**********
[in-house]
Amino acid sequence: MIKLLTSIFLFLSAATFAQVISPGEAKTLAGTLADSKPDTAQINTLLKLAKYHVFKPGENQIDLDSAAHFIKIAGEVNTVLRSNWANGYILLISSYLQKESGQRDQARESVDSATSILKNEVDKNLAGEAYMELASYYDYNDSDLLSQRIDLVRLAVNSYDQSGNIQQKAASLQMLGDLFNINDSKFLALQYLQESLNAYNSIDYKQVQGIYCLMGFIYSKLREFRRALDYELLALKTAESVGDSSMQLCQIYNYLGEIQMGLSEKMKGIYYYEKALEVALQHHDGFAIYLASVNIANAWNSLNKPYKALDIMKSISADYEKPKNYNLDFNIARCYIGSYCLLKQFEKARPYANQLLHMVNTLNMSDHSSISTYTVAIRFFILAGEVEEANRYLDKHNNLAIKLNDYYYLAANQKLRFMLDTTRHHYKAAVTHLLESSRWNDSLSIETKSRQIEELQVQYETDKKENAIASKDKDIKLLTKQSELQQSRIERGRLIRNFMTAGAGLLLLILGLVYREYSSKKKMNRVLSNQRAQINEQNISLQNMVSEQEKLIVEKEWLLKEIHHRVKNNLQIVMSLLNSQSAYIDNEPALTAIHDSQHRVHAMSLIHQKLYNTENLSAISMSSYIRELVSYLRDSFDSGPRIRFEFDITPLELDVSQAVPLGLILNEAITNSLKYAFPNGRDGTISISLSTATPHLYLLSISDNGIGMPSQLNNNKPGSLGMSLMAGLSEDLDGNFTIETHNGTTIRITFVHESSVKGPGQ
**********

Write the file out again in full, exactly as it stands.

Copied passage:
[in-house]
Amino acid sequence: MIKLLTSIFLFLSAATFAQVISPGEAKTLAGTLADSKPDTAQINTLLKLAKYHVFKPGENQIDLDSAAHFIKIAGEVNTVLRSNWANGYILLISSYLQKESGQRDQARESVDSATSILKNEVDKNLAGEAYMELASYYDYNDSDLLSQRIDLVRLAVNSYDQSGNIQQKAASLQMLGDLFNINDSKFLALQYLQESLNAYNSIDYKQVQGIYCLMGFIYSKLREFRRALDYELLALKTAESVGDSSMQLCQIYNYLGEIQMGLSEKMKGIYYYEKALEVALQHHDGFAIYLASVNIANAWNSLNKPYKALDIMKSISADYEKPKNYNLDFNIARCYIGSYCLLKQFEKARPYANQLLHMVNTLNMSDHSSISTYTVAIRFFILAGEVEEANRYLDKHNNLAIKLNDYYYLAANQKLRFMLDTTRHHYKAAVTHLLESSRWNDSLSIETKSRQIEELQVQYETDKKENAIASKDKDIKLLTKQSELQQSRIERGRLIRNFMTAGAGLLLLILGLVYREYSSKKKMNRVLSNQRAQINEQNISLQNMVSEQEKLIVEKEWLLKEIHHRVKNNLQIVMSLLNSQSAYIDNEPALTAIHDSQHRVHAMSLIHQKLYNTENLSAISMSSYIRELVSYLRDSFDSGPRIRFEFDITPLELDVSQAVPLGLILNEAITNSLKYAFPNGRDGTISISLSTATPHLYLLSISDNGIGMPSQLNNNKPGSLGMSLMAGLSEDLDGNFTIETHNGTTIRITFVHESSVKGPGQ